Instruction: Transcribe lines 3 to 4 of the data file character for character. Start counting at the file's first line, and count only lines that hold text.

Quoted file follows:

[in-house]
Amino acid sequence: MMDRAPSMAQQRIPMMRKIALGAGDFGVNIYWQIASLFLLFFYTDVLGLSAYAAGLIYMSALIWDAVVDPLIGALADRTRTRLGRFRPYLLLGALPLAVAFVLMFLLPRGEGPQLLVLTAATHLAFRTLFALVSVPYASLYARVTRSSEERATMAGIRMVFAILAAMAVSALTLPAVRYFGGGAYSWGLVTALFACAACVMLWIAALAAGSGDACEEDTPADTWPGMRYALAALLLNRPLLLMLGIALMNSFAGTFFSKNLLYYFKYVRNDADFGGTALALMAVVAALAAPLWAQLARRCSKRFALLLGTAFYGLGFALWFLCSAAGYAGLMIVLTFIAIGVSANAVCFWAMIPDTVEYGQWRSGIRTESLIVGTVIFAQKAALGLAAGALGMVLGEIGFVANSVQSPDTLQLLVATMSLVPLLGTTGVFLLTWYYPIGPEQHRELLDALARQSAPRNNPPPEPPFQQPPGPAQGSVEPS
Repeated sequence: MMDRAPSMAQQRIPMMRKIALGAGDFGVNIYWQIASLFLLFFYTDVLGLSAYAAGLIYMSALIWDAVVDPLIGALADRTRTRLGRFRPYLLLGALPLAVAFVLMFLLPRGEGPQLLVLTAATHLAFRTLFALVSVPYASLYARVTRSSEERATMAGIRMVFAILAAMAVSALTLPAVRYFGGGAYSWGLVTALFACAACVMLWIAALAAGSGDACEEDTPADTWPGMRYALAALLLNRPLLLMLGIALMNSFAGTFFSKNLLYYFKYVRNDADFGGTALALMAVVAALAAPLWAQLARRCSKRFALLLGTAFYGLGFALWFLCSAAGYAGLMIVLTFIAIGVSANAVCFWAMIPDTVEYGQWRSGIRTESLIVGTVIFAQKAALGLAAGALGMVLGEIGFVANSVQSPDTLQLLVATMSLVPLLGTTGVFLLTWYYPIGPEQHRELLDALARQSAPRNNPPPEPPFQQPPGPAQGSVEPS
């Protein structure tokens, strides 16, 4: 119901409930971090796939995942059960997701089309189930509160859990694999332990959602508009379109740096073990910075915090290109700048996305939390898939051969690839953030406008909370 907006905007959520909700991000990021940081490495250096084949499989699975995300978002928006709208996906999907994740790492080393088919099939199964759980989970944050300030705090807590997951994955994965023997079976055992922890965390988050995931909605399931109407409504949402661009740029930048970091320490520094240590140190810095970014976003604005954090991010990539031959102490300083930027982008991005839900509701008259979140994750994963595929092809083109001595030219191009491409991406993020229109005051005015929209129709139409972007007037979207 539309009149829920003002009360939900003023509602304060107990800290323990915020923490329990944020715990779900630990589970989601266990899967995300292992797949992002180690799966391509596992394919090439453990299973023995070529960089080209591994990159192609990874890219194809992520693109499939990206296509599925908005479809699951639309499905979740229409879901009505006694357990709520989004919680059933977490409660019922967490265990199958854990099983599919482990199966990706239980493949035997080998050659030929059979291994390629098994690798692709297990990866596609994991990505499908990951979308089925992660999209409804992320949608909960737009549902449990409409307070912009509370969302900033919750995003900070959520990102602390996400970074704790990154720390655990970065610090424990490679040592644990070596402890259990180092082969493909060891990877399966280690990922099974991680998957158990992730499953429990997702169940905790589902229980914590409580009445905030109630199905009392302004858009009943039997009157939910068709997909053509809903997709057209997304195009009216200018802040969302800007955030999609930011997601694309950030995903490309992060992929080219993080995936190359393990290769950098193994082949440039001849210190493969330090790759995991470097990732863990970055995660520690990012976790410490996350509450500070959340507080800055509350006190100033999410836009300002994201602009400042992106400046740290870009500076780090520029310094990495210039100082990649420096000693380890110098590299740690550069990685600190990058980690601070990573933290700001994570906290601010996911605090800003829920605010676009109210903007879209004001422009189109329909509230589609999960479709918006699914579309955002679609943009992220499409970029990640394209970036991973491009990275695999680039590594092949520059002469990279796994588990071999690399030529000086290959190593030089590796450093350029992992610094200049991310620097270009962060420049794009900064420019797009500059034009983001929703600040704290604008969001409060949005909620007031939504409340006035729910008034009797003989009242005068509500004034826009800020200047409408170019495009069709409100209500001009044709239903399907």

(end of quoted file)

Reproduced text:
Repeated sequence: MMDRAPSMAQQRIPMMRKIALGAGDFGVNIYWQIASLFLLFFYTDVLGLSAYAAGLIYMSALIWDAVVDPLIGALADRTRTRLGRFRPYLLLGALPLAVAFVLMFLLPRGEGPQLLVLTAATHLAFRTLFALVSVPYASLYARVTRSSEERATMAGIRMVFAILAAMAVSALTLPAVRYFGGGAYSWGLVTALFACAACVMLWIAALAAGSGDACEEDTPADTWPGMRYALAALLLNRPLLLMLGIALMNSFAGTFFSKNLLYYFKYVRNDADFGGTALALMAVVAALAAPLWAQLARRCSKRFALLLGTAFYGLGFALWFLCSAAGYAGLMIVLTFIAIGVSANAVCFWAMIPDTVEYGQWRSGIRTESLIVGTVIFAQKAALGLAAGALGMVLGEIGFVANSVQSPDTLQLLVATMSLVPLLGTTGVFLLTWYYPIGPEQHRELLDALARQSAPRNNPPPEPPFQQPPGPAQGSVEPS
């Protein structure tokens, strides 16, 4: 119901409930971090796939995942059960997701089309189930509160859990694999332990959602508009379109740096073990910075915090290109700048996305939390898939051969690839953030406008909370 907006905007959520909700991000990021940081490495250096084949499989699975995300978002928006709208996906999907994740790492080393088919099939199964759980989970944050300030705090807590997951994955994965023997079976055992922890965390988050995931909605399931109407409504949402661009740029930048970091320490520094240590140190810095970014976003604005954090991010990539031959102490300083930027982008991005839900509701008259979140994750994963595929092809083109001595030219191009491409991406993020229109005051005015929209129709139409972007007037979207 539309009149829920003002009360939900003023509602304060107990800290323990915020923490329990944020715990779900630990589970989601266990899967995300292992797949992002180690799966391509596992394919090439453990299973023995070529960089080209591994990159192609990874890219194809992520693109499939990206296509599925908005479809699951639309499905979740229409879901009505006694357990709520989004919680059933977490409660019922967490265990199958854990099983599919482990199966990706239980493949035997080998050659030929059979291994390629098994690798692709297990990866596609994991990505499908990951979308089925992660999209409804992320949608909960737009549902449990409409307070912009509370969302900033919750995003900070959520990102602390996400970074704790990154720390655990970065610090424990490679040592644990070596402890259990180092082969493909060891990877399966280690990922099974991680998957158990992730499953429990997702169940905790589902229980914590409580009445905030109630199905009392302004858009009943039997009157939910068709997909053509809903997709057209997304195009009216200018802040969302800007955030999609930011997601694309950030995903490309992060992929080219993080995936190359393990290769950098193994082949440039001849210190493969330090790759995991470097990732863990970055995660520690990012976790410490996350509450500070959340507080800055509350006190100033999410836009300002994201602009400042992106400046740290870009500076780090520029310094990495210039100082990649420096000693380890110098590299740690550069990685600190990058980690601070990573933290700001994570906290601010996911605090800003829920605010676009109210903007879209004001422009189109329909509230589609999960479709918006699914579309955002679609943009992220499409970029990640394209970036991973491009990275695999680039590594092949520059002469990279796994588990071999690399030529000086290959190593030089590796450093350029992992610094200049991310620097270009962060420049794009900064420019797009500059034009983001929703600040704290604008969001409060949005909620007031939504409340006035729910008034009797003989009242005068509500004034826009800020200047409408170019495009069709409100209500001009044709239903399907």